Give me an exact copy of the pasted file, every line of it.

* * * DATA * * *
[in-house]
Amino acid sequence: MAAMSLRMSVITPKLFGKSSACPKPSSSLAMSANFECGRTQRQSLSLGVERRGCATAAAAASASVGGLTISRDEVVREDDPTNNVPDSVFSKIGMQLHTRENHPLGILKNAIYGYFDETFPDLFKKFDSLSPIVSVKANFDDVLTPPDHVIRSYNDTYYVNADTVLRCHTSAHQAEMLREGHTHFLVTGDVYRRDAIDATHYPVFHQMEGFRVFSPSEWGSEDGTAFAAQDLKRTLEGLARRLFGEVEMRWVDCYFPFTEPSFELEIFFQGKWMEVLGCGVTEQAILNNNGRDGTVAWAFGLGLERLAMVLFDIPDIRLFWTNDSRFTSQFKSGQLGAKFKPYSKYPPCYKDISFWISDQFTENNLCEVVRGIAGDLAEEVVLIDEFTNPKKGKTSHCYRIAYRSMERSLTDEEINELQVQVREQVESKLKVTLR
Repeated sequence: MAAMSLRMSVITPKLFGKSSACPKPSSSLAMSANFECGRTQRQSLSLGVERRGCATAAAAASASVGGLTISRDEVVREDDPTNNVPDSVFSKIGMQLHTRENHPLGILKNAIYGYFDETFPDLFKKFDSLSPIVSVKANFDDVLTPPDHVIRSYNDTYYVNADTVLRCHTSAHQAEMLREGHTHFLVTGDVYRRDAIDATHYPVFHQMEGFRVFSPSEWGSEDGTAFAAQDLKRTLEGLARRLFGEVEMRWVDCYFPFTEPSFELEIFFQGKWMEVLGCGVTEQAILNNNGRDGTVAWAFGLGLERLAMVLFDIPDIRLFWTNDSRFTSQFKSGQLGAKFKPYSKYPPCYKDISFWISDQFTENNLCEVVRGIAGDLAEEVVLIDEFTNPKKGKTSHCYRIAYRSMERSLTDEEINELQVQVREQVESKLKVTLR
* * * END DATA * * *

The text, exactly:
[in-house]
Amino acid sequence: MAAMSLRMSVITPKLFGKSSACPKPSSSLAMSANFECGRTQRQSLSLGVERRGCATAAAAASASVGGLTISRDEVVREDDPTNNVPDSVFSKIGMQLHTRENHPLGILKNAIYGYFDETFPDLFKKFDSLSPIVSVKANFDDVLTPPDHVIRSYNDTYYVNADTVLRCHTSAHQAEMLREGHTHFLVTGDVYRRDAIDATHYPVFHQMEGFRVFSPSEWGSEDGTAFAAQDLKRTLEGLARRLFGEVEMRWVDCYFPFTEPSFELEIFFQGKWMEVLGCGVTEQAILNNNGRDGTVAWAFGLGLERLAMVLFDIPDIRLFWTNDSRFTSQFKSGQLGAKFKPYSKYPPCYKDISFWISDQFTENNLCEVVRGIAGDLAEEVVLIDEFTNPKKGKTSHCYRIAYRSMERSLTDEEINELQVQVREQVESKLKVTLR
Repeated sequence: MAAMSLRMSVITPKLFGKSSACPKPSSSLAMSANFECGRTQRQSLSLGVERRGCATAAAAASASVGGLTISRDEVVREDDPTNNVPDSVFSKIGMQLHTRENHPLGILKNAIYGYFDETFPDLFKKFDSLSPIVSVKANFDDVLTPPDHVIRSYNDTYYVNADTVLRCHTSAHQAEMLREGHTHFLVTGDVYRRDAIDATHYPVFHQMEGFRVFSPSEWGSEDGTAFAAQDLKRTLEGLARRLFGEVEMRWVDCYFPFTEPSFELEIFFQGKWMEVLGCGVTEQAILNNNGRDGTVAWAFGLGLERLAMVLFDIPDIRLFWTNDSRFTSQFKSGQLGAKFKPYSKYPPCYKDISFWISDQFTENNLCEVVRGIAGDLAEEVVLIDEFTNPKKGKTSHCYRIAYRSMERSLTDEEINELQVQVREQVESKLKVTLR